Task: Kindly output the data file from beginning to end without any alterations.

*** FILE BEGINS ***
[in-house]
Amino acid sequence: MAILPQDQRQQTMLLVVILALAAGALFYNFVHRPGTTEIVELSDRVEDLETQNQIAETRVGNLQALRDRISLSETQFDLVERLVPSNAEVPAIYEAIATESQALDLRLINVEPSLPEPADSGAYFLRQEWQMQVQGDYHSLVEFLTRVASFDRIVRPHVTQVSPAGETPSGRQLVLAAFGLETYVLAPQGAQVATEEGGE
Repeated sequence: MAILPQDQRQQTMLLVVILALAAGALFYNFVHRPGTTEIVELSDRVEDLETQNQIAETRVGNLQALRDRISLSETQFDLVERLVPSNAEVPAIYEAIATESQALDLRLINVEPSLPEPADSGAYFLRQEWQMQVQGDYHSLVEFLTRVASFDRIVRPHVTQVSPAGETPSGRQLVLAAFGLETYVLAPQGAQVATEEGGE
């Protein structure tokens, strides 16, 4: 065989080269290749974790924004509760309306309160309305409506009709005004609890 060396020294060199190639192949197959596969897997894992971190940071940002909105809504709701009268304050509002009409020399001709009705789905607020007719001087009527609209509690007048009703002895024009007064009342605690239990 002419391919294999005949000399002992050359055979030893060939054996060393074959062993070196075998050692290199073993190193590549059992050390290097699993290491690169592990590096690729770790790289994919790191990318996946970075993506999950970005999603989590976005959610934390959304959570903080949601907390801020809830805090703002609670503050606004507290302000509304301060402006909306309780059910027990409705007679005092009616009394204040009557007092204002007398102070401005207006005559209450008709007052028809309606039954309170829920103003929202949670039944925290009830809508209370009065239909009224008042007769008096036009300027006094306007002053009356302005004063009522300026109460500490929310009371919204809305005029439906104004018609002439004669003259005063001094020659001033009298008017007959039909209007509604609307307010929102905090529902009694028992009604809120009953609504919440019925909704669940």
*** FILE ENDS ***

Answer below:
[in-house]
Amino acid sequence: MAILPQDQRQQTMLLVVILALAAGALFYNFVHRPGTTEIVELSDRVEDLETQNQIAETRVGNLQALRDRISLSETQFDLVERLVPSNAEVPAIYEAIATESQALDLRLINVEPSLPEPADSGAYFLRQEWQMQVQGDYHSLVEFLTRVASFDRIVRPHVTQVSPAGETPSGRQLVLAAFGLETYVLAPQGAQVATEEGGE
Repeated sequence: MAILPQDQRQQTMLLVVILALAAGALFYNFVHRPGTTEIVELSDRVEDLETQNQIAETRVGNLQALRDRISLSETQFDLVERLVPSNAEVPAIYEAIATESQALDLRLINVEPSLPEPADSGAYFLRQEWQMQVQGDYHSLVEFLTRVASFDRIVRPHVTQVSPAGETPSGRQLVLAAFGLETYVLAPQGAQVATEEGGE
């Protein structure tokens, strides 16, 4: 065989080269290749974790924004509760309306309160309305409506009709005004609890 060396020294060199190639192949197959596969897997894992971190940071940002909105809504709701009268304050509002009409020399001709009705789905607020007719001087009527609209509690007048009703002895024009007064009342605690239990 002419391919294999005949000399002992050359055979030893060939054996060393074959062993070196075998050692290199073993190193590549059992050390290097699993290491690169592990590096690729770790790289994919790191990318996946970075993506999950970005999603989590976005959610934390959304959570903080949601907390801020809830805090703002609670503050606004507290302000509304301060402006909306309780059910027990409705007679005092009616009394204040009557007092204002007398102070401005207006005559209450008709007052028809309606039954309170829920103003929202949670039944925290009830809508209370009065239909009224008042007769008096036009300027006094306007002053009356302005004063009522300026109460500490929310009371919204809305005029439906104004018609002439004669003259005063001094020659001033009298008017007959039909209007509604609307307010929102905090529902009694028992009604809120009953609504919440019925909704669940």